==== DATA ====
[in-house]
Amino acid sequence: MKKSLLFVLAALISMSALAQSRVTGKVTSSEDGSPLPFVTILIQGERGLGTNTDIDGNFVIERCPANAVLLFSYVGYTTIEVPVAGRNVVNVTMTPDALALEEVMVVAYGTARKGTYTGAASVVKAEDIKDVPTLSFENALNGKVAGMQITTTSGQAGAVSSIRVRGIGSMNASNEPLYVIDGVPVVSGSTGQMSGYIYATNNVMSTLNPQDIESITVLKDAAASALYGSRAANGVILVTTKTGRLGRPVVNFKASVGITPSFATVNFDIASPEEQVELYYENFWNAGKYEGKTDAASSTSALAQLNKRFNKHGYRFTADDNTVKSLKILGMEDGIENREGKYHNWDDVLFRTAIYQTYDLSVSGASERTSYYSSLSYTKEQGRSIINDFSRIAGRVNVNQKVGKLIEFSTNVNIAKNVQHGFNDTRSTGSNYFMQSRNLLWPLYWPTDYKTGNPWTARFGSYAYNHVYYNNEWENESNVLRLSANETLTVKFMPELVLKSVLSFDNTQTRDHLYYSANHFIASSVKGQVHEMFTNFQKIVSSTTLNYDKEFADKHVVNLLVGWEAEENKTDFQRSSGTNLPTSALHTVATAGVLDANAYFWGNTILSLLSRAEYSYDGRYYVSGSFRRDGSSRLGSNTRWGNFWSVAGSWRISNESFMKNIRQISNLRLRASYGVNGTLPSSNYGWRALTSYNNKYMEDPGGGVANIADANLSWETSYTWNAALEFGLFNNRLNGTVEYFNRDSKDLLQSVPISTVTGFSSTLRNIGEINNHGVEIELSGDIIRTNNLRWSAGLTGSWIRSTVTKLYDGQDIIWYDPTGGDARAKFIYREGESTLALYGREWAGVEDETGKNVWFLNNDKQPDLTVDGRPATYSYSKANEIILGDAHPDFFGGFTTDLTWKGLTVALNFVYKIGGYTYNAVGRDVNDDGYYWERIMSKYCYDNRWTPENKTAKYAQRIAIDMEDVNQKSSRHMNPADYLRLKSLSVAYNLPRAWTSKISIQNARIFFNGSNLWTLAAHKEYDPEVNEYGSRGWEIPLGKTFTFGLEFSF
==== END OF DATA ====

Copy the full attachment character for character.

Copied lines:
[in-house]
Amino acid sequence: MKKSLLFVLAALISMSALAQSRVTGKVTSSEDGSPLPFVTILIQGERGLGTNTDIDGNFVIERCPANAVLLFSYVGYTTIEVPVAGRNVVNVTMTPDALALEEVMVVAYGTARKGTYTGAASVVKAEDIKDVPTLSFENALNGKVAGMQITTTSGQAGAVSSIRVRGIGSMNASNEPLYVIDGVPVVSGSTGQMSGYIYATNNVMSTLNPQDIESITVLKDAAASALYGSRAANGVILVTTKTGRLGRPVVNFKASVGITPSFATVNFDIASPEEQVELYYENFWNAGKYEGKTDAASSTSALAQLNKRFNKHGYRFTADDNTVKSLKILGMEDGIENREGKYHNWDDVLFRTAIYQTYDLSVSGASERTSYYSSLSYTKEQGRSIINDFSRIAGRVNVNQKVGKLIEFSTNVNIAKNVQHGFNDTRSTGSNYFMQSRNLLWPLYWPTDYKTGNPWTARFGSYAYNHVYYNNEWENESNVLRLSANETLTVKFMPELVLKSVLSFDNTQTRDHLYYSANHFIASSVKGQVHEMFTNFQKIVSSTTLNYDKEFADKHVVNLLVGWEAEENKTDFQRSSGTNLPTSALHTVATAGVLDANAYFWGNTILSLLSRAEYSYDGRYYVSGSFRRDGSSRLGSNTRWGNFWSVAGSWRISNESFMKNIRQISNLRLRASYGVNGTLPSSNYGWRALTSYNNKYMEDPGGGVANIADANLSWETSYTWNAALEFGLFNNRLNGTVEYFNRDSKDLLQSVPISTVTGFSSTLRNIGEINNHGVEIELSGDIIRTNNLRWSAGLTGSWIRSTVTKLYDGQDIIWYDPTGGDARAKFIYREGESTLALYGREWAGVEDETGKNVWFLNNDKQPDLTVDGRPATYSYSKANEIILGDAHPDFFGGFTTDLTWKGLTVALNFVYKIGGYTYNAVGRDVNDDGYYWERIMSKYCYDNRWTPENKTAKYAQRIAIDMEDVNQKSSRHMNPADYLRLKSLSVAYNLPRAWTSKISIQNARIFFNGSNLWTLAAHKEYDPEVNEYGSRGWEIPLGKTFTFGLEFSF